Third, the Laboratory should abolish its current distinction betweenprincipal and auxiliary examiners, in which the auxiliary examiners' reports are combined into
a single report by a principal examiner. In cases in which more than one examiner is called upon to evaluate evidence, we suggested that acoordinating examiner assume the role of ensuring that the correct units of the Laboratory have been enlisted to work on the case and that the reports generated by those units are accurately included in the final set of reports. Although we were told that an unwritten policy (prior to a formal written directive in September 1994) had long been that auxiliary examiner reports were incorporated verbatim, we found numerous instances in which that policy was not followed.
Fourth, we recommended that, instead of one report emanating from the Laboratory with analytical results reflected in the body of that report without attribution to individual examiners, each examiner who performs work should prepare and sign a separate report, even if such individual reports are ultimately collected together as the unified report of the Laboratory as a whole.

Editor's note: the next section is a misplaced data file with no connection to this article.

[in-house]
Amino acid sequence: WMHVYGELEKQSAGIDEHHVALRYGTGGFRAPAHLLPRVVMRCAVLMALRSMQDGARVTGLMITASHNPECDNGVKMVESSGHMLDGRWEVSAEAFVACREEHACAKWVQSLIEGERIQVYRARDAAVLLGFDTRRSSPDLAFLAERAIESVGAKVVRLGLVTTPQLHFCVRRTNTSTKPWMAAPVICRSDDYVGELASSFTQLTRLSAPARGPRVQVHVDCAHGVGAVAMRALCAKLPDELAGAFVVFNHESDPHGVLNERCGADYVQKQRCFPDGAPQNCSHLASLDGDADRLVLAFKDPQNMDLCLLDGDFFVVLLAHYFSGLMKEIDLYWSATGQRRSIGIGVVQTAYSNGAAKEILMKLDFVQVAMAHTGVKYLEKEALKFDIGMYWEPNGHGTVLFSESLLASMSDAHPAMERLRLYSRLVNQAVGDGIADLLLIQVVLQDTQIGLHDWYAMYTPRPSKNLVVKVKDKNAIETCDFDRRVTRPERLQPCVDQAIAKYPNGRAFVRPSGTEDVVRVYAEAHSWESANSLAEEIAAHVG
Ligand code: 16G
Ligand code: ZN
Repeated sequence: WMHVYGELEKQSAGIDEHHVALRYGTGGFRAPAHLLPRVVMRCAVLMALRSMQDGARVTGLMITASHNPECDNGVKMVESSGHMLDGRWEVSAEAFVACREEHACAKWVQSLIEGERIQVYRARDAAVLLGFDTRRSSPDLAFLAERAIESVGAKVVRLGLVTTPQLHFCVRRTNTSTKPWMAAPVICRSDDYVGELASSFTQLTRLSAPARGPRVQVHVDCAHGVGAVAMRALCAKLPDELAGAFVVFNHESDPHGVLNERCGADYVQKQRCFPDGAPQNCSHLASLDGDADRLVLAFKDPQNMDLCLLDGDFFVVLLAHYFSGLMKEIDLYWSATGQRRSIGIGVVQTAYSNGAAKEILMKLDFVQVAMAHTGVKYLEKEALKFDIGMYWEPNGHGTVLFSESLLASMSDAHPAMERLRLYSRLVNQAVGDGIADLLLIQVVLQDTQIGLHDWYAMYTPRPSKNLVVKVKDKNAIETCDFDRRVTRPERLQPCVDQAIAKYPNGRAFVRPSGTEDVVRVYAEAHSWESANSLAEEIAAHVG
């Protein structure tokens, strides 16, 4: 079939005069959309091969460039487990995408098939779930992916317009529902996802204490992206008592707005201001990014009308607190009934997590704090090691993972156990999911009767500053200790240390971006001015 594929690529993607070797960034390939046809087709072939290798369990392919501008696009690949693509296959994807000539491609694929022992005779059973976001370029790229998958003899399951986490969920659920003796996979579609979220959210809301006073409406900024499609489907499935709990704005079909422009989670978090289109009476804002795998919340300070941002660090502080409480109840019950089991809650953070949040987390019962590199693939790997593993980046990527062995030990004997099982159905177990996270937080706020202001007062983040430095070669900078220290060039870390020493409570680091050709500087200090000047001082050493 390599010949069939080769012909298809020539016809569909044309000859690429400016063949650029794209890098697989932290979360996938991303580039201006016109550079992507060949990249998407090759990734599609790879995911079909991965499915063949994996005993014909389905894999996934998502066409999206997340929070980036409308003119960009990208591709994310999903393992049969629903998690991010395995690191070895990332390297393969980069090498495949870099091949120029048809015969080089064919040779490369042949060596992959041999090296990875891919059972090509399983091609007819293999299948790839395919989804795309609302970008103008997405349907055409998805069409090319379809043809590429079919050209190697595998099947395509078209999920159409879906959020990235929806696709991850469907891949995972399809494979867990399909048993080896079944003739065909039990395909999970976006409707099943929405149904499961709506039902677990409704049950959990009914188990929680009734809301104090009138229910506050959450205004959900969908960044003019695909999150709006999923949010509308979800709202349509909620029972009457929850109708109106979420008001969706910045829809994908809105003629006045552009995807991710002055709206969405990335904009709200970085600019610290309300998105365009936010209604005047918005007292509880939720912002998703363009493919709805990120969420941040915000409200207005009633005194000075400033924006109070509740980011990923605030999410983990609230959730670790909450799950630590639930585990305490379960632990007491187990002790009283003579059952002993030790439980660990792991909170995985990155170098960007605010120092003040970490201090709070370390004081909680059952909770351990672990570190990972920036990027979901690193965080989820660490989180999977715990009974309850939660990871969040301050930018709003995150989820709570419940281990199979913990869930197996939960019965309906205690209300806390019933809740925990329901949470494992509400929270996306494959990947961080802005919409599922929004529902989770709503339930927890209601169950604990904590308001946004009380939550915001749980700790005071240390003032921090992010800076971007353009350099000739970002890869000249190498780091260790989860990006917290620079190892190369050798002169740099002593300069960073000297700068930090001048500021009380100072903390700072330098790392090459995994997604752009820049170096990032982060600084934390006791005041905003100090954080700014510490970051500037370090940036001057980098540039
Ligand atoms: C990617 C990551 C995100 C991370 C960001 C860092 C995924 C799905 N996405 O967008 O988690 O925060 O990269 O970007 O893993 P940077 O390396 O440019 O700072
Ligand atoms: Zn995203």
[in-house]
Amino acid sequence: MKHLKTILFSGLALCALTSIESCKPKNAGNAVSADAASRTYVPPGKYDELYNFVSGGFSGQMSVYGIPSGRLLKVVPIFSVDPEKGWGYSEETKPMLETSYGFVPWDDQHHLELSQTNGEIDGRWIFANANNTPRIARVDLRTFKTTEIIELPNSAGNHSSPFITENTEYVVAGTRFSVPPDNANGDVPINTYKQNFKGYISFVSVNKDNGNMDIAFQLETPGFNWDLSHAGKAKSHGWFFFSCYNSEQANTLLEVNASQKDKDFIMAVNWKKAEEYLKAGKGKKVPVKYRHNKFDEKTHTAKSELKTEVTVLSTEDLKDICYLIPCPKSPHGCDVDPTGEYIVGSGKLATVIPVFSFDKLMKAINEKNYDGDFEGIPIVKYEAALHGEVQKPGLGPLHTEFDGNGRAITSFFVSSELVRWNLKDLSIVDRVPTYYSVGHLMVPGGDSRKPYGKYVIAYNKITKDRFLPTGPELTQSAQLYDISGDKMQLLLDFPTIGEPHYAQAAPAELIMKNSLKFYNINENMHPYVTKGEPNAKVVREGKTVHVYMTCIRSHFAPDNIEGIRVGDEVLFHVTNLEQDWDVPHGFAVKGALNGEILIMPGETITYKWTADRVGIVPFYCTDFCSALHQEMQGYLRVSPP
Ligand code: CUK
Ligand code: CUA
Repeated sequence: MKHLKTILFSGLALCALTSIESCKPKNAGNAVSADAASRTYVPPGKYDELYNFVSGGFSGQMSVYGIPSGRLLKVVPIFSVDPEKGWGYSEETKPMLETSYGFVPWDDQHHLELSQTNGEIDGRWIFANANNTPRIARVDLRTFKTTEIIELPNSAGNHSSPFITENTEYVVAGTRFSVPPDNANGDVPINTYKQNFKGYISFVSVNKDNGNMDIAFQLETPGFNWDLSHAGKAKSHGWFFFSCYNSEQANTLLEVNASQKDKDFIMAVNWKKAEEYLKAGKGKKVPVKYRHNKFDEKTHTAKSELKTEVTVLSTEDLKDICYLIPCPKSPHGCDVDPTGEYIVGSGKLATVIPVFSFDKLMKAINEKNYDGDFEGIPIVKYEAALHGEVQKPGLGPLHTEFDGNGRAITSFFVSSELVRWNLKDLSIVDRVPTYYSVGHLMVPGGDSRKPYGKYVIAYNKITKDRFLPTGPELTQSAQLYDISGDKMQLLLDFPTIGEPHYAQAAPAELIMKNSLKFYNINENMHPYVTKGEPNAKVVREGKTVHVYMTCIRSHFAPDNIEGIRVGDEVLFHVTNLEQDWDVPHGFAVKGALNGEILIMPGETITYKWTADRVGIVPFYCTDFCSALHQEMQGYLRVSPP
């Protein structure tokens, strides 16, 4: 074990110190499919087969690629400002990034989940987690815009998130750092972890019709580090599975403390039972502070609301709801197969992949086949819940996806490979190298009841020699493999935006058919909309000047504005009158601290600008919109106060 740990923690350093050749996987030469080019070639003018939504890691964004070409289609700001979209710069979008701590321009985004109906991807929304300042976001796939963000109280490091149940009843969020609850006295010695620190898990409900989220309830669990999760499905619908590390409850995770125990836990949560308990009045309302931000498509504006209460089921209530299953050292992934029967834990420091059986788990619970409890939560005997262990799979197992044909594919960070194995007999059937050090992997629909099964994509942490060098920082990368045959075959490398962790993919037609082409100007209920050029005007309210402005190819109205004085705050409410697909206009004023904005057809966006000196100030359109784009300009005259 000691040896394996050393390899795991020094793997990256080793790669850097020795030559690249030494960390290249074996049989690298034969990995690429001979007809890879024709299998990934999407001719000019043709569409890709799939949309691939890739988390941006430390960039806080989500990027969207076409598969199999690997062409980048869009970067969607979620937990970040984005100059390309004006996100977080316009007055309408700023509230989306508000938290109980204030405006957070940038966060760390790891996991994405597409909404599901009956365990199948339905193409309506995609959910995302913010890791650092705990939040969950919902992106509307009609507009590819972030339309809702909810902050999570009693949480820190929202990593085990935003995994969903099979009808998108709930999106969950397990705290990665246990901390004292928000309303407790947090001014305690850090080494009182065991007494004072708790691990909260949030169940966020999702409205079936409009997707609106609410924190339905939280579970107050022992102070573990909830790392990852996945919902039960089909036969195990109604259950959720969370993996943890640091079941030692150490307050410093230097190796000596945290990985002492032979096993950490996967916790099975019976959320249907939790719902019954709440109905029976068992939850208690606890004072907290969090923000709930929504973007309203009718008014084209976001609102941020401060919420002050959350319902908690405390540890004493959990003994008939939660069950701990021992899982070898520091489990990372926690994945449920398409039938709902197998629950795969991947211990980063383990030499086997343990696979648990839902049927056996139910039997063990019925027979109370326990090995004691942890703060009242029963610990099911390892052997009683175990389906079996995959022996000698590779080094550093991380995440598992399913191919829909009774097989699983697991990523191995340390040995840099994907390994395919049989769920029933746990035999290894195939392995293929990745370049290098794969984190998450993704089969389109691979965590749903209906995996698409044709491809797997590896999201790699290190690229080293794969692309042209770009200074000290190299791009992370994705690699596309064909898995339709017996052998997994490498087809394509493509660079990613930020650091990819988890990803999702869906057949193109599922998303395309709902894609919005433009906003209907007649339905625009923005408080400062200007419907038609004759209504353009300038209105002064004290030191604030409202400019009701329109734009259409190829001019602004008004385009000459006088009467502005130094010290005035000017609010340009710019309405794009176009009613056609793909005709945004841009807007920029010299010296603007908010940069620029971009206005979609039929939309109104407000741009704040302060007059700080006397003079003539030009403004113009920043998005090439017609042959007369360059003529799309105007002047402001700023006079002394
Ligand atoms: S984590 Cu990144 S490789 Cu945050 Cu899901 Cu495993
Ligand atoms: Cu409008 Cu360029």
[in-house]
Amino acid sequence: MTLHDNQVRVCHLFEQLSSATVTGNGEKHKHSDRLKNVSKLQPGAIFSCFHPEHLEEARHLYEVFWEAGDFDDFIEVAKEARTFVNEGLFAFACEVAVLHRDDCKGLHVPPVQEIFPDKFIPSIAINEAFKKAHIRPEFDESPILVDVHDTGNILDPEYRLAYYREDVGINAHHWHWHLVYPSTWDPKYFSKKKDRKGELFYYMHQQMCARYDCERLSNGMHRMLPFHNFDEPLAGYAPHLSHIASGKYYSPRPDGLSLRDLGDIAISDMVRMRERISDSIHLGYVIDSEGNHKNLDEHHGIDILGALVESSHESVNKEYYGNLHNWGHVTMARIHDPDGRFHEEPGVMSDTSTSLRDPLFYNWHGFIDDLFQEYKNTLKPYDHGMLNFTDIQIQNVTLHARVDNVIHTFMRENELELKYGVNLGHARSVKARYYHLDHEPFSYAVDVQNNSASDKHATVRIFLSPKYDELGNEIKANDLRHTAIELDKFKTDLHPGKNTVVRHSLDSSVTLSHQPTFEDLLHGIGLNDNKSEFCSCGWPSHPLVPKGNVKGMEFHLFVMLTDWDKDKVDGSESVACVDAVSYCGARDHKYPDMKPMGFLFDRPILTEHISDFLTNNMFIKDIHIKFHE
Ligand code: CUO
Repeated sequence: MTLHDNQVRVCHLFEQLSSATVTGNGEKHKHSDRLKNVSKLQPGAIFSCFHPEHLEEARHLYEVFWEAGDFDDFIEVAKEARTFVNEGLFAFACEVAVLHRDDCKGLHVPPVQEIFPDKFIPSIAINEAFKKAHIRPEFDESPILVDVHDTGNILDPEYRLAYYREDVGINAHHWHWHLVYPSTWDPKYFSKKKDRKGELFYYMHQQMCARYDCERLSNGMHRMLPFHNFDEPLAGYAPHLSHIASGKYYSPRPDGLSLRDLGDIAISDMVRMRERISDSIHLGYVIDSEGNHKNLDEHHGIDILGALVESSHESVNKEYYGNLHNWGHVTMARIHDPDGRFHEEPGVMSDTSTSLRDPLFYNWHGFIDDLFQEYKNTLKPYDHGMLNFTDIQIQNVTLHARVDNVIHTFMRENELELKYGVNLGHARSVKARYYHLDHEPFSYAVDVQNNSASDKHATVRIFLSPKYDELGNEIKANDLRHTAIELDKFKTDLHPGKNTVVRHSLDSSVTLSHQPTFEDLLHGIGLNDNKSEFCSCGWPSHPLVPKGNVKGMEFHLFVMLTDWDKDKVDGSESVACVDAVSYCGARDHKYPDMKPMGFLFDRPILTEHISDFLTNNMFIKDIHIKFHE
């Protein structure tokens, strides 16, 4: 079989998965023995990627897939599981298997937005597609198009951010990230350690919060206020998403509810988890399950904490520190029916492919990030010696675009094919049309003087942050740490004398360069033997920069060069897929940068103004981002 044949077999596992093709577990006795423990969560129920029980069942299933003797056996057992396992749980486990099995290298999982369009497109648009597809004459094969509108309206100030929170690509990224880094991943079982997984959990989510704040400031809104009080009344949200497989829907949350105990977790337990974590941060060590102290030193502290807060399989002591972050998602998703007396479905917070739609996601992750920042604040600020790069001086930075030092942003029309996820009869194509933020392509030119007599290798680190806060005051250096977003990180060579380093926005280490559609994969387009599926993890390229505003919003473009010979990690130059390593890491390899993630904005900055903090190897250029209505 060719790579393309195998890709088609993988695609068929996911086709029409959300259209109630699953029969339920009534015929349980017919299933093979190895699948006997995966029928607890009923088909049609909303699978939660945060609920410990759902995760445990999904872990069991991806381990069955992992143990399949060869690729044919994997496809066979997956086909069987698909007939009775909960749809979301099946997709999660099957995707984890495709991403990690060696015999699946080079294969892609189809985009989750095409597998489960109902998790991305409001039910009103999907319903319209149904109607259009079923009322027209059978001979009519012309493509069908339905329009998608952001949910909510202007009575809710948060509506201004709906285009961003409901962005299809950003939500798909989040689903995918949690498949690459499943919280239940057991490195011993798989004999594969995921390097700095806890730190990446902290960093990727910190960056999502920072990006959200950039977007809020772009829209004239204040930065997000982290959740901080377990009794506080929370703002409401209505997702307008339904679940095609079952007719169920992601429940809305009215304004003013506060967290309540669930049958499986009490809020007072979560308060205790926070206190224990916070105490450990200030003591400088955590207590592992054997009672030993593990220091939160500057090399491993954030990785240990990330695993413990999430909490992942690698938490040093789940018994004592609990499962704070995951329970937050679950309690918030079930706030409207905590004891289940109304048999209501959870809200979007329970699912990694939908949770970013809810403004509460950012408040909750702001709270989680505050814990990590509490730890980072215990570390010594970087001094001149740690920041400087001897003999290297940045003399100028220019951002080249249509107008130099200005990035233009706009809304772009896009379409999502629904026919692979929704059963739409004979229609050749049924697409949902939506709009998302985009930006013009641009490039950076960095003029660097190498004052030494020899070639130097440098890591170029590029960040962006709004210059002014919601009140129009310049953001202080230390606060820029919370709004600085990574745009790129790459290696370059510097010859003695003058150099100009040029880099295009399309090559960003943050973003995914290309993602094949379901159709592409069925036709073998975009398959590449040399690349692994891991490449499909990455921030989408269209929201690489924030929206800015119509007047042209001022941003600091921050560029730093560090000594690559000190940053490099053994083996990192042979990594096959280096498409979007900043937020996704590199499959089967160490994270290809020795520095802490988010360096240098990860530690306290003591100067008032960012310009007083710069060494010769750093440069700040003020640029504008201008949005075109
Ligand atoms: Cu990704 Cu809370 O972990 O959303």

Fifth, analytical reports should also be substantively reviewed by the unit chief or another examiner (if the unit chief lacks the requisite expertise or has performed the analysis) before they are released in final reports. Forensic science is sufficiently complex that such substantive review need not always follow hierarchical lines within the Laboratory management structure. A junior examiner who is qualified in the area should be capable of substantively reviewing a unit chief's analysis. Our central point is that peer review by qualified personnel is an essential aspect of a high-performing forensic science laboratory. The Rudolph matter, certain conclusions in the Oklahoma City report, and other cases demonstrate the importance of vigorous, substantive peer review.